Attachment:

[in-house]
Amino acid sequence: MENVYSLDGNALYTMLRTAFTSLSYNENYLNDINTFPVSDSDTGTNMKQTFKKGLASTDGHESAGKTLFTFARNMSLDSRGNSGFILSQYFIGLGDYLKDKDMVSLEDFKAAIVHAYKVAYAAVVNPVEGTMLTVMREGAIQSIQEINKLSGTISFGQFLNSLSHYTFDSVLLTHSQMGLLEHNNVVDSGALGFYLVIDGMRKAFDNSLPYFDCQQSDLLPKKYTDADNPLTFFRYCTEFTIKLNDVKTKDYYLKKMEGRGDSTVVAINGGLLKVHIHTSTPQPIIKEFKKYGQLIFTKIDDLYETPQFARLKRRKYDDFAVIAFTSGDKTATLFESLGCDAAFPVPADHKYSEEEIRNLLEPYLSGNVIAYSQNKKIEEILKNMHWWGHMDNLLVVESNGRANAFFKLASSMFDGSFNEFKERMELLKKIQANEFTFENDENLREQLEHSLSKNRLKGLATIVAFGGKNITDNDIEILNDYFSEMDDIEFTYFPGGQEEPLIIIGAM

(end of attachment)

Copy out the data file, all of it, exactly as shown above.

[in-house]
Amino acid sequence: MENVYSLDGNALYTMLRTAFTSLSYNENYLNDINTFPVSDSDTGTNMKQTFKKGLASTDGHESAGKTLFTFARNMSLDSRGNSGFILSQYFIGLGDYLKDKDMVSLEDFKAAIVHAYKVAYAAVVNPVEGTMLTVMREGAIQSIQEINKLSGTISFGQFLNSLSHYTFDSVLLTHSQMGLLEHNNVVDSGALGFYLVIDGMRKAFDNSLPYFDCQQSDLLPKKYTDADNPLTFFRYCTEFTIKLNDVKTKDYYLKKMEGRGDSTVVAINGGLLKVHIHTSTPQPIIKEFKKYGQLIFTKIDDLYETPQFARLKRRKYDDFAVIAFTSGDKTATLFESLGCDAAFPVPADHKYSEEEIRNLLEPYLSGNVIAYSQNKKIEEILKNMHWWGHMDNLLVVESNGRANAFFKLASSMFDGSFNEFKERMELLKKIQANEFTFENDENLREQLEHSLSKNRLKGLATIVAFGGKNITDNDIEILNDYFSEMDDIEFTYFPGGQEEPLIIIGAM